Movement is the principle of good design which gives the artist control over what the viewer sees next. Using this principle, the artist can create the path our eyes will travel as we look at a work of art. For example, our attention is first captured by the main focal point and then it proceeds to move around the composition as one element after another catches our attention.
Defining Movement in Art
Movement shows action and creates a feeling of motion within a composition. It also serves as a guide to direct the eye from one element to the next. An artist controls and forces the progression of the viewer’s eyes in and around the composition of the painting using eye travel. For instance, the eye will travel along an actual path such as solid or dotted line, or it will move along more subtle paths such as from large to smaller elements, from dark to lighter elements, from color to non-color, from unusual to usual shapes, etc.
Repetition and Rhythm
Movement also contributes to the overall unity in a piece by creating a relationship between the various components of a work. There are various ways to create this relationship, it can be done by using repetition and rhythm.
The use of repetition to create movement occurs when elements which have something in common are repeated regularly or irregularly thereby creating a visual rhythm. Repetition doesn’t always have to mean exact duplication either, however, it does require similarity or near-likeness. Slight variations to a simple repetition are good, as this will add interest. Repetition tends to relate elements together whether they are touching or not.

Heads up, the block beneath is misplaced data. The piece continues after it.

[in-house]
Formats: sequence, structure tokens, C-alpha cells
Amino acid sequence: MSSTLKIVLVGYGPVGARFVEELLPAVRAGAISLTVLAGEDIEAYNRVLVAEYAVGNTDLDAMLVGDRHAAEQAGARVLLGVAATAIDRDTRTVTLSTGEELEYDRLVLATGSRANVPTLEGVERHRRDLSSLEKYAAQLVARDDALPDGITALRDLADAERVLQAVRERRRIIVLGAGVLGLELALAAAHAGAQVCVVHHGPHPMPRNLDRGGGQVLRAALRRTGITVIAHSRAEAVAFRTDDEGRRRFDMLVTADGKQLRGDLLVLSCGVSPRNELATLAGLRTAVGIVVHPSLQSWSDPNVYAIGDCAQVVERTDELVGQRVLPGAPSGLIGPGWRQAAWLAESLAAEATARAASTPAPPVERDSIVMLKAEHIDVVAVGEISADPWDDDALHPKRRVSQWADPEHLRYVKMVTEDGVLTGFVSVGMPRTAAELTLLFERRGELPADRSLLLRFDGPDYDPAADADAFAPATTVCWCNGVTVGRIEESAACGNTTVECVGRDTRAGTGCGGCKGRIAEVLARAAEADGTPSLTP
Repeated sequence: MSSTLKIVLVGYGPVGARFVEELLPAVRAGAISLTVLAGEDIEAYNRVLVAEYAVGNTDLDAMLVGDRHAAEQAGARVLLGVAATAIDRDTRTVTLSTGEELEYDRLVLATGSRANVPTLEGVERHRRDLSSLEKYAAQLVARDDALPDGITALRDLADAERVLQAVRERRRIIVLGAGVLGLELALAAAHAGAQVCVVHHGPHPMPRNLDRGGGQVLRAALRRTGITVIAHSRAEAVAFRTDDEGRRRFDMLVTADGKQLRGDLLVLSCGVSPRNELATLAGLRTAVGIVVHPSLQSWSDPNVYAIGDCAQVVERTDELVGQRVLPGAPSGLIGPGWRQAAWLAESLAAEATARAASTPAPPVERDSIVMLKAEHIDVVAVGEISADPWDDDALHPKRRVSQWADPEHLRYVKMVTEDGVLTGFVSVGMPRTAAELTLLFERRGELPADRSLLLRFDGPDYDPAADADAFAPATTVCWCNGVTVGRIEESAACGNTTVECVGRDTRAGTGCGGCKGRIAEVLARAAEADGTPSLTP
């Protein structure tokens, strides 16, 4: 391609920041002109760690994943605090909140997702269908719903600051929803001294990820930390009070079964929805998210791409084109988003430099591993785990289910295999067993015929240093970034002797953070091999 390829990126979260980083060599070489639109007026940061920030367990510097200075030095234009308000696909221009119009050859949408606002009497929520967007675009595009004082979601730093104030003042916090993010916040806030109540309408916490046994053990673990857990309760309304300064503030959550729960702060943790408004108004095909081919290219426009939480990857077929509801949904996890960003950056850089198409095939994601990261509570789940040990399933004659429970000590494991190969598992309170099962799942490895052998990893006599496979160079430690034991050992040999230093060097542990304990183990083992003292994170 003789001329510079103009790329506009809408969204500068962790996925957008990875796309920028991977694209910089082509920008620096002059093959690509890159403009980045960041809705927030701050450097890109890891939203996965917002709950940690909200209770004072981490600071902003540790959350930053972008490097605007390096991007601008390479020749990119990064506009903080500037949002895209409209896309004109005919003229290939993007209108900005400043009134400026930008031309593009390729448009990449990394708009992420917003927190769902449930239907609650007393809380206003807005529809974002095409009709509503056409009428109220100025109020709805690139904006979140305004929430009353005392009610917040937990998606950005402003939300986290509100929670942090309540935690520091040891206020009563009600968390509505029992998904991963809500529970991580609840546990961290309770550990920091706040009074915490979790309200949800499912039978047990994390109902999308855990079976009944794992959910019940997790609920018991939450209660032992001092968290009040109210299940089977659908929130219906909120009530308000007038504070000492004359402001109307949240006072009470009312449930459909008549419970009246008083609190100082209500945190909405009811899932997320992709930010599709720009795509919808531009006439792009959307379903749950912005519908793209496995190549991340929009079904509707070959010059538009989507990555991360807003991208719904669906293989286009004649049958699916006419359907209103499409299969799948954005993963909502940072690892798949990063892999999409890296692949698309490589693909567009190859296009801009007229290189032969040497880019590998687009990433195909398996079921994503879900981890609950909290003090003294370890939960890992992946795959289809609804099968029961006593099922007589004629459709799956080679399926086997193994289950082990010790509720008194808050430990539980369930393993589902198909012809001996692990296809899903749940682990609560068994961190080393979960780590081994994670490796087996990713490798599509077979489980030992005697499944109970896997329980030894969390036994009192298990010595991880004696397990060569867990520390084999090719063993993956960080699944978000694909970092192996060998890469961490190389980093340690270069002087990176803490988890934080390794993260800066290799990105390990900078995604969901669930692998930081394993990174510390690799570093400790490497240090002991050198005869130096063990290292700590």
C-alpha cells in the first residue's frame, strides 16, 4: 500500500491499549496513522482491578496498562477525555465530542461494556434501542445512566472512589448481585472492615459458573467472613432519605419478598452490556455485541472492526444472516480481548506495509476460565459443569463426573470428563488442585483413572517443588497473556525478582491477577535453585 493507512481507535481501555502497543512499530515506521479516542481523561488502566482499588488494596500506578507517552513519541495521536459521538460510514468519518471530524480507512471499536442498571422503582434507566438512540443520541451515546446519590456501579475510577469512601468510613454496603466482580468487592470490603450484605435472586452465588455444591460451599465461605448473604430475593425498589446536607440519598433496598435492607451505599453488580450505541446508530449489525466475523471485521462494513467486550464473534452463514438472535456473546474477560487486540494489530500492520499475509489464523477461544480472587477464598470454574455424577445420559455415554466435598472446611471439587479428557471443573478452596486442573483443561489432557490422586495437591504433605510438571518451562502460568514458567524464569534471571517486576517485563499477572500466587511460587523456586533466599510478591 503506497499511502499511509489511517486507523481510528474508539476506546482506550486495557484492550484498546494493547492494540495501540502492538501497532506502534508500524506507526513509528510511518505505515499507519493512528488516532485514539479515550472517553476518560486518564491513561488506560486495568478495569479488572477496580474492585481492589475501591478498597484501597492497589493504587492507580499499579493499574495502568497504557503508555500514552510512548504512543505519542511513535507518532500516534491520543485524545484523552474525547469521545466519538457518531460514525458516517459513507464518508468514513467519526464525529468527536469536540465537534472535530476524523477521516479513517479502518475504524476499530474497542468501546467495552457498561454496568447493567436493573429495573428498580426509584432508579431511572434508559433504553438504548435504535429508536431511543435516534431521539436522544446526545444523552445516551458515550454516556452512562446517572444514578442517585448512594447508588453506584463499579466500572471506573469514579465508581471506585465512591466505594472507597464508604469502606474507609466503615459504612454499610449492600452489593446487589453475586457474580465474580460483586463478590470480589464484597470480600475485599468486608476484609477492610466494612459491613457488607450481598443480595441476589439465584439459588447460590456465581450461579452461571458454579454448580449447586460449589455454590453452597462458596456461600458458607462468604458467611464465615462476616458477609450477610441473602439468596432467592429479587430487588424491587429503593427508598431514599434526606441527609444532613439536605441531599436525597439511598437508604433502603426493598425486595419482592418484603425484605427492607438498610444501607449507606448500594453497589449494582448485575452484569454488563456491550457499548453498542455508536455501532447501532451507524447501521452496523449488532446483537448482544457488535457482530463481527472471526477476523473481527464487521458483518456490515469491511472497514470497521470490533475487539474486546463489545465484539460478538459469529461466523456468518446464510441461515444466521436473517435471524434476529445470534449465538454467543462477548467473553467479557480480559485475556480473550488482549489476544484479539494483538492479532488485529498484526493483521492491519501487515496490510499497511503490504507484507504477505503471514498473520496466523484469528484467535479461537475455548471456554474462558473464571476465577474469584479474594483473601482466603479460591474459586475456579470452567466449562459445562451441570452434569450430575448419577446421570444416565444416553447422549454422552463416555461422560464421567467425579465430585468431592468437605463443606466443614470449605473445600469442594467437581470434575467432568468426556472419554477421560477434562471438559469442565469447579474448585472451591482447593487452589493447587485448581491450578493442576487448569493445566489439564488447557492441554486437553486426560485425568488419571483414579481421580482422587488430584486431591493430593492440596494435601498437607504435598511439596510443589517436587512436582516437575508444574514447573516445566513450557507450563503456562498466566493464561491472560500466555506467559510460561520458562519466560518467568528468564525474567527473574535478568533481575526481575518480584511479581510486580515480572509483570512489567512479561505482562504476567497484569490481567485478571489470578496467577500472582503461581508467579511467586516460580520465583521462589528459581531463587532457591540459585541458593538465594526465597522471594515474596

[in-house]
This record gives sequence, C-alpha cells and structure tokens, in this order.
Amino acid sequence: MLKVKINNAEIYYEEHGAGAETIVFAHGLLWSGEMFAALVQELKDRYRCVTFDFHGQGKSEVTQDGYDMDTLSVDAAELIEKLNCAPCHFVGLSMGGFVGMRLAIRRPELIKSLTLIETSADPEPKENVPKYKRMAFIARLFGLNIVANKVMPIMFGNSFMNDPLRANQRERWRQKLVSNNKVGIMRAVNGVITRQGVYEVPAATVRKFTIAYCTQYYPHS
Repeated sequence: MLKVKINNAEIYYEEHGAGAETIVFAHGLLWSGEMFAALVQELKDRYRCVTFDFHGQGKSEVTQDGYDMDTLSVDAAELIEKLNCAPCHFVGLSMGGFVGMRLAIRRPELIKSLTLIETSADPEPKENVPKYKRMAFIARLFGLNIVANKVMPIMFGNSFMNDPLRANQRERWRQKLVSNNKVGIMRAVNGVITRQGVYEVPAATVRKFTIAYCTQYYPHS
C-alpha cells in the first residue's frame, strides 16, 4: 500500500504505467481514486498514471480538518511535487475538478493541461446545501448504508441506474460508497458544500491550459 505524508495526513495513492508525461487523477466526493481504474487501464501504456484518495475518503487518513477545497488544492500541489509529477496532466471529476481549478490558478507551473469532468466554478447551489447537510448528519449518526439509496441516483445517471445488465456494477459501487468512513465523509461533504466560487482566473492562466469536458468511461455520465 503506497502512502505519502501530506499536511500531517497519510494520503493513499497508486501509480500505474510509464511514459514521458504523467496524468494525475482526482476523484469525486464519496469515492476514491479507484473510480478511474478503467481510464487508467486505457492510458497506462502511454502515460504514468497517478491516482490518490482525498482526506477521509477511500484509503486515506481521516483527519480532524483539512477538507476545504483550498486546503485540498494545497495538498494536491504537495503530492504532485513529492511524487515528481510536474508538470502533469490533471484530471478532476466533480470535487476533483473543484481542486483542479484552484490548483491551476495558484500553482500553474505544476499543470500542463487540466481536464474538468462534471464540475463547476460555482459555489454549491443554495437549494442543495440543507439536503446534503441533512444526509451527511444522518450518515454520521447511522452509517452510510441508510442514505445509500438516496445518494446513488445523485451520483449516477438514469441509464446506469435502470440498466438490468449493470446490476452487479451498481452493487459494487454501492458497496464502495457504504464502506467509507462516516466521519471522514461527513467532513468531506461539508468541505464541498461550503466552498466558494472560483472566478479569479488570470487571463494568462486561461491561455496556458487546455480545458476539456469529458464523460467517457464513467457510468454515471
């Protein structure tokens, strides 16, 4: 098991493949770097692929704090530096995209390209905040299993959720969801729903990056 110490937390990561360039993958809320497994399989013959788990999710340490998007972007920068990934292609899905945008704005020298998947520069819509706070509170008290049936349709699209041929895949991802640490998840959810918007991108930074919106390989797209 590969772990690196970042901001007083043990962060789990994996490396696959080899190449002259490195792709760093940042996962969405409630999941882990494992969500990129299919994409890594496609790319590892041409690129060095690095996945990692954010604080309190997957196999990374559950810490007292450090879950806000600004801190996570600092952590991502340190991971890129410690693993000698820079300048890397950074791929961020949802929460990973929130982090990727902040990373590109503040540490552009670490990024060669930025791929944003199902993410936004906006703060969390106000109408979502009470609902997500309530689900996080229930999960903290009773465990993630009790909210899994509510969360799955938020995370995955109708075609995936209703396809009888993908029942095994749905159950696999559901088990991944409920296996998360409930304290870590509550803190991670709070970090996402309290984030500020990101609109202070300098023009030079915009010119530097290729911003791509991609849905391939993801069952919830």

Rhythm is the result of repetition which leads the eye from one area to another in direct, flowing, or staccato movement. It can be produced by continuous repetition, by periodic repetition, or by regular alternation of one of more forms or lines. A single form may be slightly changed with each repetition or be repeated with periodic changes in size, color, texture, or value. A line may regularly very in length, weight, or direction. Color may also be repeated in various parts of the composition in order to unify the various areas of the painting.
Movement Through Action
Movement can also be created by action. In two-dimensional works of art, action must be implied. Implied action in a painting creates life and activity. This is best illustrated by the direction the eye takes along an invisible path created by an arrow, a gaze, or a pointing finger. Action can also be indicated by the “freeze frame” effect of an object in motion, such as a bouncing ball suspended in mid air, a jogger about to take that next step, or a swimmer taking a dive, etc. You get the idea.
Examples of the Effective Use of Movement
Movement in the painting on the left is created in several ways. You see it as your eye travels from the little girl on the blanket and moves up the stairs. You will also see repetition in color. The color of the building is very similar to the blanket the child is sitting on. In addition, the stairs create a repetition effect.
Repetition creates the movement in the painting right. The color of the gowns is repeated leading the eye into the painting. The pattern on the floor also creates repetition. You also get the feeling of movement created by implied action.
- What are some specific ways movement can be created in a composition?
- In what way does movement create unity in a work of art?
Your Next Art Lesson
If you enjoyed this lesson, be sure to check out another one in this series.
Good Design Principle: Movement